103 Outdoor Stone Patio, Porch, Deck Design Photos And Ideas

“This is not a custom home—it’s the case of a builder who put something up in D.C. catering to a more traditional market,” explains Balodemas. “He framed the ceilings down to make them symmetrical. It would’ve been weird at that time to have the rooms oddly shaped. People were way too timid back then.” The rear terrace features new pavers from Pennsylvania Blue Slate and Crate and Barrel seating.
The gabions hold smooth rocks from the nearby San Luis Rey River; a fireplace feature is flanked by benches.
The 2,300-square-foot home’s overhangs shelter its porches.
View of bedroom
Large, meticulously landscaped courtyard
The kitchen looks out onto a broad patio and backyard through floor-to-ceiling glass, while the upstairs balcony provides shading to allow in only diffuse daylight.
The couple asked Bryan Richards of Real Natives Landscape Design to incorporate drought-tolerant plants into the landscaping. Surrounding a table from CB2 are chairs from Design Within Reach.
The gravel path leading to the front door passes through firewood storage and the central courtyard.
Several courtyards help bring greenery in. On the west side of the home, plants absorb sunlight and create another passive cooling feature. Crushed limestone pebbles and an exposed stone wall complete the lush space.
Paola Gracia keeps an eye on Kata, one of the couple’s schnauzers, from the second- story balcony. In the shade below the balcony is the dogs’ house, meant to mimic the Gracias’, that architect Jorge Gracia built from leftover building materials.
Cor-Ten steel planters host a bounty of fresh herbs, fruits, and vegetables.
In the gravel-lined entry court shaded by a Japanese maple tree, furniture from Beall and Bell—an antique shop in Greenport, New York—mixes with Pendant Globes by Primelite Manufacturing. Bobo pillows by Adler outfit the banquette, and cedar clads the interior of the seating area.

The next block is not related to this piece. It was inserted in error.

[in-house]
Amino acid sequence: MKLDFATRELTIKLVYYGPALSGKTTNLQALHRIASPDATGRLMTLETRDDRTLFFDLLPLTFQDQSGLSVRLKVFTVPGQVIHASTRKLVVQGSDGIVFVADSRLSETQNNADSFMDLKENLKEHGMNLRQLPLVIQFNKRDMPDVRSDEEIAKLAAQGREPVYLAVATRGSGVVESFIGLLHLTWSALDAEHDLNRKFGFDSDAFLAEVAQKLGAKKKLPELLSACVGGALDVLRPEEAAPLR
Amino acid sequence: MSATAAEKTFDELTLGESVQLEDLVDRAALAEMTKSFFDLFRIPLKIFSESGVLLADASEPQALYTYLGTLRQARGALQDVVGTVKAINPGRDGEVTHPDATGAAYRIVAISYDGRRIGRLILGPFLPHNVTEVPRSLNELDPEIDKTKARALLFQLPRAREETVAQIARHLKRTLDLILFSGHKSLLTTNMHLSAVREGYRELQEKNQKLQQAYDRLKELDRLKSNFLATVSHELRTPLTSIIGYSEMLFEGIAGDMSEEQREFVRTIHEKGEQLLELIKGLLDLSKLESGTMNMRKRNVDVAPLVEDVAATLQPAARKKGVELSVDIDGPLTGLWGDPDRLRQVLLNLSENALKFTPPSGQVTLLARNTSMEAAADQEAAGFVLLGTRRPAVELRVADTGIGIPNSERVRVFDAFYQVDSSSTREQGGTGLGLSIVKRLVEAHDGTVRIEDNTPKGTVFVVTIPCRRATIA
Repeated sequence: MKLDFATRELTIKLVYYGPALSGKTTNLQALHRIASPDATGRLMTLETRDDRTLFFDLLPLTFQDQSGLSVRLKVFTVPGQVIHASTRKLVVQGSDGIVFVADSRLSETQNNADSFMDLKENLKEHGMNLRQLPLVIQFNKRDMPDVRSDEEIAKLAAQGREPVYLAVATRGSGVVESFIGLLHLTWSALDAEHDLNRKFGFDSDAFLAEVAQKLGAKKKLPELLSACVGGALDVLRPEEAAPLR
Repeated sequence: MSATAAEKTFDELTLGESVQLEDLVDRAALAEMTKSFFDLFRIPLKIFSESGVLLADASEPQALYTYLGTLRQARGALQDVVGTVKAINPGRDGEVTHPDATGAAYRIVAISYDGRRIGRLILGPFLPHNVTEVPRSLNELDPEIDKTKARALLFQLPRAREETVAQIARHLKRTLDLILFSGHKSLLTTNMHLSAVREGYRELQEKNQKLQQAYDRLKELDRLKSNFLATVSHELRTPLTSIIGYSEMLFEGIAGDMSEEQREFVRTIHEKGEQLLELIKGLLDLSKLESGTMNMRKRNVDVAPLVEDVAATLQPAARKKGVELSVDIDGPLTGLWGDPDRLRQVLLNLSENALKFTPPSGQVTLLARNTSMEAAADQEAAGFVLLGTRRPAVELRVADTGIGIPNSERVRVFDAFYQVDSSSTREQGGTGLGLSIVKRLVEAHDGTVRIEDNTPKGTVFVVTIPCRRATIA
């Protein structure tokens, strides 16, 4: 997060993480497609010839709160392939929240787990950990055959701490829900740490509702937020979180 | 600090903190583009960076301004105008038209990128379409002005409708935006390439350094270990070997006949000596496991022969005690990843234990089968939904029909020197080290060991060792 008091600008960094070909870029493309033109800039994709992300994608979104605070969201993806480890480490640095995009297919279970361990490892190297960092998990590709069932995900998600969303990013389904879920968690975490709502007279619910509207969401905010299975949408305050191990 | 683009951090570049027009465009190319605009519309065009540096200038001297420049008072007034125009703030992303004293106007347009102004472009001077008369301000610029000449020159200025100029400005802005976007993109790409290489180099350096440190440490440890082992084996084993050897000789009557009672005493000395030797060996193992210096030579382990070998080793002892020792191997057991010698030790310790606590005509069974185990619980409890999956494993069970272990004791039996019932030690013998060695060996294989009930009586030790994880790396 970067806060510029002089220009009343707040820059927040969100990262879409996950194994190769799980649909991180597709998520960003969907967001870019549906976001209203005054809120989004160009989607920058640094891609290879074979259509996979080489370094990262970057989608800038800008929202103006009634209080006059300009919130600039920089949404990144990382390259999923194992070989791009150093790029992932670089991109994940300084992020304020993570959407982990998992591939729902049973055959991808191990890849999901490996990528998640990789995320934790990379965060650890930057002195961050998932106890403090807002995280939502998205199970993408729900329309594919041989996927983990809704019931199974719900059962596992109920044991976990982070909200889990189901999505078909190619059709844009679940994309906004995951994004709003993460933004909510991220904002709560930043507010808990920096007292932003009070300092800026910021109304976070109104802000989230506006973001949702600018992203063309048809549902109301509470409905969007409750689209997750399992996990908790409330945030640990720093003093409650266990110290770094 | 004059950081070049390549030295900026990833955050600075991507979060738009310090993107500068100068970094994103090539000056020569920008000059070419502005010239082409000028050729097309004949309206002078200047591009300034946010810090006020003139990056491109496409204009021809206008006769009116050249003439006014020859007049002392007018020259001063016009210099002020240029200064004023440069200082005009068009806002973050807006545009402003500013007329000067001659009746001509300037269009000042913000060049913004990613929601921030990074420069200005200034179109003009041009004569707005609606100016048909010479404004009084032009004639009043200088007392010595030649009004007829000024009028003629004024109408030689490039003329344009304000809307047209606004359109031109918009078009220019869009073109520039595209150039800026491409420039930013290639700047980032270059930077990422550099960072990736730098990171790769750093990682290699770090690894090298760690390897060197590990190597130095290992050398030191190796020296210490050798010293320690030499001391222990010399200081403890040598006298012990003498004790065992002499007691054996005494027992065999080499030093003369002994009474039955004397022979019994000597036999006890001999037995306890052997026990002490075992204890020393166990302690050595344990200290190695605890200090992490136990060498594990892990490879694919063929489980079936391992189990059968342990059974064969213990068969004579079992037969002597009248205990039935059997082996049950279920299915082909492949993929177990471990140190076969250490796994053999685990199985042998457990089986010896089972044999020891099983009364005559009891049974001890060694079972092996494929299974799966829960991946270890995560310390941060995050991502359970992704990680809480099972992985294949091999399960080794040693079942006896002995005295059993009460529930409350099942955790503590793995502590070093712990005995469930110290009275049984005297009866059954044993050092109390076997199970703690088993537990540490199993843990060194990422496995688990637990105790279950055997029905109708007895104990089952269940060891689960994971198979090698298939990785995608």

Villa H | garden facade
The dramatic cantilever provides shade and protection, while leaving views to the lake plentiful.
The interior living spaces are directly accessible to the exterior terrace.
The outdoor living room serves as both a counterpoint and extension of the interior, with amenities that include a Gandia Blasco dining table and bench, a Lynx grill, and a custom concrete fire pit designed by Kathleen Ferguson; it sits atop a bed of crushed white rock. A built-in bench runs along the length of the courtyard.
It feeds their backyard garden, which also features permeable paving rocks, a composting  bin, and a surrounding fence made  of knotty Western red cedar.
'Tree House' - Bamboo Terrace
Across the path is the resident's favorite spot from which to take in the aquatic tableau: a rock garden and sitting area created by landscape designer Tory Polone. Chairs rest near the a hidden grade-level gas fire pit—an on-demand campfire.
The exterior terrace is complete with an integral fireplace.
“I believe that whenever you’re hiring an artist, and Funn is an artist, he’s going to do his best work if he’s trusted,” says Kartheiser.
Inspired by the precise designs of the weaver bird, these nest like lanterns can be moved around for soft (solar LED) light.
Mediterranean patio with pool. PI House by Munarq. © Adrià Goula.

upinteriors.com/go/sph419
Board-formed concrete walls create the core of the house and establish its organic feel. "There’s really no other cast-in-place concrete on the street," says Sarah, "but you don’t even see it until you’ve made it through the front courtyard." There, beneath a deep overhang, the couple designed a jagged pathway cantilevered over a water inside and reflections of light into the sitting area.